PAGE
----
Slowing down

I use mindfulness and Yin Yoga to facilitate slowing down. We’re always so BUSY, and in some cases, we use this as an excuse not to reconnect. Slowing down we can often see how reliant we have become on the incessant busyness which we fill our lives with. We also need to slow down and find the time to reflect on and do the things which bring us joy and delight – and to in some cases contemplate a change in career, location, or relationship.

Setting effective boundaries

To know where YOU end and your partner/parents/children/family/job starts. Without being able to set and maintain boundaries, it will be difficult to find and maintain the connection we have to our selves. Read this blog post on boundaries to find out more.

Self-Care

Engaging in self-care consistently is essential in coming back to and nurturing the connection we have with our selves. I’ve written a detailed blog post on self-care which you can read here.

Resolution of unprocessed trauma

Sometimes, life throws us things that are overwhelming for our nervous systems. If this overwhelm is then not fully processed, it gets stuck in our bodies and minds, causing all sorts of things to happen – in this context, a sense of feeling disconnected to our selves and in some cases, to those around us. Resolving this stuckness through somatic trauma work can transform your entire life!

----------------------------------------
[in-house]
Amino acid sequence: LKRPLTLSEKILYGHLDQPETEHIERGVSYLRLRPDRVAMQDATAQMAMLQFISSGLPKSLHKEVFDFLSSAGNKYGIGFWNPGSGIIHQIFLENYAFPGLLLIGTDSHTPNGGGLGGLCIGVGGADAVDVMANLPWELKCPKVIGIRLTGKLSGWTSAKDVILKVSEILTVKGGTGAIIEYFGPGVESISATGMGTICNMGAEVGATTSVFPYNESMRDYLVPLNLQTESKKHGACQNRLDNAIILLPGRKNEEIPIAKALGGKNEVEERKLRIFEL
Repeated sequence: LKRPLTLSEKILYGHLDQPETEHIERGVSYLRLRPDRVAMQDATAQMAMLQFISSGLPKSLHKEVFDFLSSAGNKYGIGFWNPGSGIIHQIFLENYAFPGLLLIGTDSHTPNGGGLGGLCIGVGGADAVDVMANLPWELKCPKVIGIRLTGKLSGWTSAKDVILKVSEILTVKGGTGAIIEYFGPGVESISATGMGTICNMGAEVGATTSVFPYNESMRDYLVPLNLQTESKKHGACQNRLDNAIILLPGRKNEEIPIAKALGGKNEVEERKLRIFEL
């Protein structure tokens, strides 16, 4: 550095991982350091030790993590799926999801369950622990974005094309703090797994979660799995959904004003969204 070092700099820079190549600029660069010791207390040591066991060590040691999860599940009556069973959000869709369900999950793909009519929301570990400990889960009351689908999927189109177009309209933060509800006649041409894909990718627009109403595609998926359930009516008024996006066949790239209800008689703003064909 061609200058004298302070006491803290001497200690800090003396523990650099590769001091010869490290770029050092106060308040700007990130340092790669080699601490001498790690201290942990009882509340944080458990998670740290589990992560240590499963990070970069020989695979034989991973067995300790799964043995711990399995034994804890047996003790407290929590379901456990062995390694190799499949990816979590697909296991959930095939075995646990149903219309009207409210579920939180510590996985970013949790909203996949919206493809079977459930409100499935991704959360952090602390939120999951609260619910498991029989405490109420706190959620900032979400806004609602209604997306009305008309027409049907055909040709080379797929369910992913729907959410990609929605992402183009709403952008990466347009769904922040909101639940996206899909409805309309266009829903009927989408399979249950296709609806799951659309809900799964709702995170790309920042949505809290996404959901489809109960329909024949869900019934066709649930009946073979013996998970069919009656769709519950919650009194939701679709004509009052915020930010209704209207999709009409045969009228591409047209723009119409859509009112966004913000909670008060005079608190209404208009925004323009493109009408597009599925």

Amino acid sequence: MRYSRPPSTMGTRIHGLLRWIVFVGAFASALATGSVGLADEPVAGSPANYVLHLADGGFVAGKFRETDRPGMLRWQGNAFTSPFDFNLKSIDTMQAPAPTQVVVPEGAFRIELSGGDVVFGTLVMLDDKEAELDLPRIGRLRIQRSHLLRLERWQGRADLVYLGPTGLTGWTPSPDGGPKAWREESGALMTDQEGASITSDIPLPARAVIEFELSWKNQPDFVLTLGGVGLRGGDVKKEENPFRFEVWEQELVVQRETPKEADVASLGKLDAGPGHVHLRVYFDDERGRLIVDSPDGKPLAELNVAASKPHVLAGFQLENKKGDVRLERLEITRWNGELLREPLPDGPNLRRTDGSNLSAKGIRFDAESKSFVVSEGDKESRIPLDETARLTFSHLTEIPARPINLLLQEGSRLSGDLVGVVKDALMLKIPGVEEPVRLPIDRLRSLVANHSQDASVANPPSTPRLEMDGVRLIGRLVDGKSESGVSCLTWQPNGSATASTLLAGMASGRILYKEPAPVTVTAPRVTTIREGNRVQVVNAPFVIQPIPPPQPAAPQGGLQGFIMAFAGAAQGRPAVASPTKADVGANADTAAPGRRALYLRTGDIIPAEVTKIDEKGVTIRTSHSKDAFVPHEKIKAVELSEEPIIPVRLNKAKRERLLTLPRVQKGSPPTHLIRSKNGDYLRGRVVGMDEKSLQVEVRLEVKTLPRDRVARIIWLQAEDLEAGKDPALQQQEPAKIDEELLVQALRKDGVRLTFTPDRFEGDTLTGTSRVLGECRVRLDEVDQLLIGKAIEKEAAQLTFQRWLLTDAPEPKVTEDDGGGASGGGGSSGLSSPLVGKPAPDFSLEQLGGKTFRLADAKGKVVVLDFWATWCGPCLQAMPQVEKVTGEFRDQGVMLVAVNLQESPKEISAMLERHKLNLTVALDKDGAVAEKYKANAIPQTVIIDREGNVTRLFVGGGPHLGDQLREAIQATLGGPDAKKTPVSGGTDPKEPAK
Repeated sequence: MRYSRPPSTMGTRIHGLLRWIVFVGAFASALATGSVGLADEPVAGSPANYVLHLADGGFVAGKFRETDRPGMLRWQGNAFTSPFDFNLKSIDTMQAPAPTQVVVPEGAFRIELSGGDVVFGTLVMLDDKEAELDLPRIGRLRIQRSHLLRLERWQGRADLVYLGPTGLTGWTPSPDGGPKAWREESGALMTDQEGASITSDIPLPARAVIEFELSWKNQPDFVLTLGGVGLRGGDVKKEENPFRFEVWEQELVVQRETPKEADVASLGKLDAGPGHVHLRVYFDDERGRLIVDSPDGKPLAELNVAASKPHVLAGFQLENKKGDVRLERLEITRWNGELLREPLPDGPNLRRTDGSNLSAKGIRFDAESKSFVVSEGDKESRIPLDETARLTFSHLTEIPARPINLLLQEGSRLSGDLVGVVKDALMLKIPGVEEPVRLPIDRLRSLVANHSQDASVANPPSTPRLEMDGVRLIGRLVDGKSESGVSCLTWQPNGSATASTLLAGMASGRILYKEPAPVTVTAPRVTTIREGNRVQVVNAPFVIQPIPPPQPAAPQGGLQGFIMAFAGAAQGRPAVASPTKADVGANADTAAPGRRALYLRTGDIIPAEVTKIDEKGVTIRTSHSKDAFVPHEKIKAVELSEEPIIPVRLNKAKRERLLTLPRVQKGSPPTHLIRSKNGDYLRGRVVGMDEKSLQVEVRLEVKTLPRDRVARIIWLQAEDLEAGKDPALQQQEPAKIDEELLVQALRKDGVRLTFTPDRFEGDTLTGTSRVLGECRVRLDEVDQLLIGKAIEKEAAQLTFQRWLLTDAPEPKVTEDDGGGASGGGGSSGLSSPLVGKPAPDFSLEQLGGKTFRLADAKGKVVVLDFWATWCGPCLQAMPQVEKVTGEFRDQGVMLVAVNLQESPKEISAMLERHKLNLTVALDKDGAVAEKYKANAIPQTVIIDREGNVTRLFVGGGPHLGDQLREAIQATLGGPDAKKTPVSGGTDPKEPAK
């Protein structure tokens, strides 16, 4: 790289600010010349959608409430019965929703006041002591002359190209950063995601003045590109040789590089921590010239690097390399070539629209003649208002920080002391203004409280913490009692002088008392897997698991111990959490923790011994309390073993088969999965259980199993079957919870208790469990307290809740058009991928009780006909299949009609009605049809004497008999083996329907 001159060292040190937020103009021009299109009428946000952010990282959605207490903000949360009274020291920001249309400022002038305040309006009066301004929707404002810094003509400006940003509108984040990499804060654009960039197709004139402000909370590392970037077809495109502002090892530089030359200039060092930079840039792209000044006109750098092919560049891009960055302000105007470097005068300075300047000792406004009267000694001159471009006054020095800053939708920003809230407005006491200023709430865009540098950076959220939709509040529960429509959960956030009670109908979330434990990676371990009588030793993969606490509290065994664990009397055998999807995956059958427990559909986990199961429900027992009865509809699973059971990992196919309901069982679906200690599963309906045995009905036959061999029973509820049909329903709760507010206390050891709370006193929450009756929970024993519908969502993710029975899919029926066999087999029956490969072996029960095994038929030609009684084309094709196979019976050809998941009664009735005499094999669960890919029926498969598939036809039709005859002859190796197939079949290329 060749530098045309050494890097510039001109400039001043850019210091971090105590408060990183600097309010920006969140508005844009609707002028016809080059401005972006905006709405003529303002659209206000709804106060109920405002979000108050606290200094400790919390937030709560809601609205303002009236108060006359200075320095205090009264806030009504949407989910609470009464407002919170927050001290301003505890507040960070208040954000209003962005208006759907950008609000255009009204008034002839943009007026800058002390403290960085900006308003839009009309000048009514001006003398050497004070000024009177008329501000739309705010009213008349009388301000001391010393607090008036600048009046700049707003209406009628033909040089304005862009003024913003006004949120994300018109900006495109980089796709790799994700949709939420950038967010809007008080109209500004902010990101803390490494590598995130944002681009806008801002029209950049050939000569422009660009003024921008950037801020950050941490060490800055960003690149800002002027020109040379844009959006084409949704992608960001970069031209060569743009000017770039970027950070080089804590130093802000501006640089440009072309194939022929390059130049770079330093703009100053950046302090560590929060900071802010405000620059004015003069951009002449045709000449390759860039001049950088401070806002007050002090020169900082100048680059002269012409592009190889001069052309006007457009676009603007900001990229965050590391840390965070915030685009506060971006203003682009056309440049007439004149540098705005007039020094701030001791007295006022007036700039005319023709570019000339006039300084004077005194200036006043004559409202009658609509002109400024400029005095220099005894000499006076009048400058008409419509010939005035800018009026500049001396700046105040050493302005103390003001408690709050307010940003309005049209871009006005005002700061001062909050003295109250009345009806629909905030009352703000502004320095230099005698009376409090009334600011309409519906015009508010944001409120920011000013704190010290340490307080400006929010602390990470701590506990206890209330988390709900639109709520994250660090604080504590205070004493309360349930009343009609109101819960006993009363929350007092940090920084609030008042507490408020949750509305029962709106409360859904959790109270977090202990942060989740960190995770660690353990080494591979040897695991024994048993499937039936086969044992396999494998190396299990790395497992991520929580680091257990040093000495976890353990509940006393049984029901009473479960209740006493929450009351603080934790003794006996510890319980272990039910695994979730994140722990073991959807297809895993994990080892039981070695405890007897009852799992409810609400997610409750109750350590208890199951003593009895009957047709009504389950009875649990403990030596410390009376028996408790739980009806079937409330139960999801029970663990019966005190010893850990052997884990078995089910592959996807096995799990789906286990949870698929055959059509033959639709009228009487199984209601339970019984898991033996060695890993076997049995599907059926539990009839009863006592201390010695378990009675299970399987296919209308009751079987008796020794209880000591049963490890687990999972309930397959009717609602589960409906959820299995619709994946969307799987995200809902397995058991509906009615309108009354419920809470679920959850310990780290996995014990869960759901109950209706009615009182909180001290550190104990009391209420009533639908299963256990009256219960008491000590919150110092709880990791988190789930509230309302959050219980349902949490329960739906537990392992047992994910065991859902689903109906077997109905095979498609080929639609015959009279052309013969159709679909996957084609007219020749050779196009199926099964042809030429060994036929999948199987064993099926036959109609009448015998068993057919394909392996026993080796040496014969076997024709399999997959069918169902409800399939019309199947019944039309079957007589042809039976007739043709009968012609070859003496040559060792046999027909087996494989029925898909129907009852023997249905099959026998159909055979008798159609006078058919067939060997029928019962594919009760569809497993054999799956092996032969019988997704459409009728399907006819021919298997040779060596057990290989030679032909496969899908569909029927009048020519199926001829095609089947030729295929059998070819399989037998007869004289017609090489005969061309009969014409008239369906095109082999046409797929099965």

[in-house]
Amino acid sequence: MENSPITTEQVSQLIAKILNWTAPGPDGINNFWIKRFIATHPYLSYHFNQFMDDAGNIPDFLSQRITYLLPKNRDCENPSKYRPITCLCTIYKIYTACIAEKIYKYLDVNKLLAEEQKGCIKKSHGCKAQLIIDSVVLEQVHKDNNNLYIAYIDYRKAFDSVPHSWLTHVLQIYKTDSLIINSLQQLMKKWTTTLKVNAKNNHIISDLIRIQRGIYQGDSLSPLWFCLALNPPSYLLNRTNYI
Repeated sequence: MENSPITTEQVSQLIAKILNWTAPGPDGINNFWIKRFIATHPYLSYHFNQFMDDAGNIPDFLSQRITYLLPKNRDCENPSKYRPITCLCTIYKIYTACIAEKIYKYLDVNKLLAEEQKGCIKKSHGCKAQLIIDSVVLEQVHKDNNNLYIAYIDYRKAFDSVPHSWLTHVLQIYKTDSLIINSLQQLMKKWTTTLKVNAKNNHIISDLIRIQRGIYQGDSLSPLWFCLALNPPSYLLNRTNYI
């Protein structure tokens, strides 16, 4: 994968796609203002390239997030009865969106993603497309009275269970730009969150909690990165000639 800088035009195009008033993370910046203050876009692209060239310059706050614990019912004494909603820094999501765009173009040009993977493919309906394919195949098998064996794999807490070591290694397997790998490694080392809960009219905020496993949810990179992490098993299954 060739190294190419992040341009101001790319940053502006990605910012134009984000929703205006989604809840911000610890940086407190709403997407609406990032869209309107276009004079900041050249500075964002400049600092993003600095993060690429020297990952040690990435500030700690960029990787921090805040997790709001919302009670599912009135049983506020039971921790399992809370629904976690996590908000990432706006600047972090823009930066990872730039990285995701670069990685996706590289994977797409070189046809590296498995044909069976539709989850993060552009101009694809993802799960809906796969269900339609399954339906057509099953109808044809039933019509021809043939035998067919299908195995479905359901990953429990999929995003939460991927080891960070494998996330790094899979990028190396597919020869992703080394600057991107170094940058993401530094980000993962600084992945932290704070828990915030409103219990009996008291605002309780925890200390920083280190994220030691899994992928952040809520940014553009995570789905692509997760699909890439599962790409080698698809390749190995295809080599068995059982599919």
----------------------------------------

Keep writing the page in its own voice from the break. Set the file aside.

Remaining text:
Introspection

Answering the question: ‘What do I want from my life, my relationships, and my career?’ I use coaching to help facilitate the answering of this question.

To Conclude

Finding a way back to our selves is profoundly healing. The process takes time, patience, and not a small amount of compassion. Yes, it can be uncomfortable and even very unsettling, but the benefits far outweigh this discomfort.

Coming back to the self is one of the biggest gifts we offer to ourselves, our loved ones, and our communities, as we start living a life that is bursting at the seams with joy, delight, purpose, fulfillment, and well-being!

If you feel like you may have lost sight of your self – take a look at my coaching program called ‘reconnect’ and get in touch if you’d like to take part.